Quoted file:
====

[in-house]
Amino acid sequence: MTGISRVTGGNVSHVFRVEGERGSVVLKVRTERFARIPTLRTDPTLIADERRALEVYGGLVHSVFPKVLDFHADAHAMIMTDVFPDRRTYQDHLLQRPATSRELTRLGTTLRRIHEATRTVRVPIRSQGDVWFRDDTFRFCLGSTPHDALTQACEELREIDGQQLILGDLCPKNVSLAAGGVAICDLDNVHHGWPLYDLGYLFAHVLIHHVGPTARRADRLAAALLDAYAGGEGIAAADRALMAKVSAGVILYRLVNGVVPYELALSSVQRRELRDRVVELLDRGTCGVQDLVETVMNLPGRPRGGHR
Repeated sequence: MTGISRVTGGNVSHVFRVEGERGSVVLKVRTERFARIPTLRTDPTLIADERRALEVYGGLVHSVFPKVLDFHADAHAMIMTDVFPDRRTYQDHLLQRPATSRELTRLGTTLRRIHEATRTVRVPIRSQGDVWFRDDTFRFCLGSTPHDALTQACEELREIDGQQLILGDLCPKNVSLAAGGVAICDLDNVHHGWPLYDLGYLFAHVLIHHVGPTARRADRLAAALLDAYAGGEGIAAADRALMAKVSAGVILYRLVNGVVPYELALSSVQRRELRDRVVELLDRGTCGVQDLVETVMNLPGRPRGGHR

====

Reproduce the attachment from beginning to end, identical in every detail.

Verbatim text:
[in-house]
Amino acid sequence: MTGISRVTGGNVSHVFRVEGERGSVVLKVRTERFARIPTLRTDPTLIADERRALEVYGGLVHSVFPKVLDFHADAHAMIMTDVFPDRRTYQDHLLQRPATSRELTRLGTTLRRIHEATRTVRVPIRSQGDVWFRDDTFRFCLGSTPHDALTQACEELREIDGQQLILGDLCPKNVSLAAGGVAICDLDNVHHGWPLYDLGYLFAHVLIHHVGPTARRADRLAAALLDAYAGGEGIAAADRALMAKVSAGVILYRLVNGVVPYELALSSVQRRELRDRVVELLDRGTCGVQDLVETVMNLPGRPRGGHR
Repeated sequence: MTGISRVTGGNVSHVFRVEGERGSVVLKVRTERFARIPTLRTDPTLIADERRALEVYGGLVHSVFPKVLDFHADAHAMIMTDVFPDRRTYQDHLLQRPATSRELTRLGTTLRRIHEATRTVRVPIRSQGDVWFRDDTFRFCLGSTPHDALTQACEELREIDGQQLILGDLCPKNVSLAAGGVAICDLDNVHHGWPLYDLGYLFAHVLIHHVGPTARRADRLAAALLDAYAGGEGIAAADRALMAKVSAGVILYRLVNGVVPYELALSSVQRRELRDRVVELLDRGTCGVQDLVETVMNLPGRPRGGHR